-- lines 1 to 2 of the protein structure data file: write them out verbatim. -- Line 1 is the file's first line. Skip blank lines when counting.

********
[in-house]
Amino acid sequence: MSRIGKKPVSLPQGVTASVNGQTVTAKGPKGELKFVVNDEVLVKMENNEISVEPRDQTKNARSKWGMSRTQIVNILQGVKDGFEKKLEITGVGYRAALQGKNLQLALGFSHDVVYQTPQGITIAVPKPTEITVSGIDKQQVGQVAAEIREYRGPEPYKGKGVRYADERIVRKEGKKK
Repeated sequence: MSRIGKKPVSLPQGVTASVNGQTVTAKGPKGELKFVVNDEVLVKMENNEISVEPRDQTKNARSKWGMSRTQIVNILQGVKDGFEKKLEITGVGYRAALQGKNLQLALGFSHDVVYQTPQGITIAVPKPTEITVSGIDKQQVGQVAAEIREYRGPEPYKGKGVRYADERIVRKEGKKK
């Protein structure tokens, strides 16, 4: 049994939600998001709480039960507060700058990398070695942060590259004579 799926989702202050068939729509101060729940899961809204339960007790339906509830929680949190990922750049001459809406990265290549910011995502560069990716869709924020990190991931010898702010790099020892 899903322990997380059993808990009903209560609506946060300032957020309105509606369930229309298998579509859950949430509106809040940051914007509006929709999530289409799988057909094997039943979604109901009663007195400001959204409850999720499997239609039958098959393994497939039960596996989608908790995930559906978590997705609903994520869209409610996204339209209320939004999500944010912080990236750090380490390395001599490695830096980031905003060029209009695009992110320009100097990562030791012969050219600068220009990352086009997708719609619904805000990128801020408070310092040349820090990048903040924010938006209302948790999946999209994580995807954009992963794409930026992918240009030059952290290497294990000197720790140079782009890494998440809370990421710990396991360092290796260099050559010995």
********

[in-house]
Amino acid sequence: MSRIGKKPVSLPQGVTASVNGQTVTAKGPKGELKFVVNDEVLVKMENNEISVEPRDQTKNARSKWGMSRTQIVNILQGVKDGFEKKLEITGVGYRAALQGKNLQLALGFSHDVVYQTPQGITIAVPKPTEITVSGIDKQQVGQVAAEIREYRGPEPYKGKGVRYADERIVRKEGKKK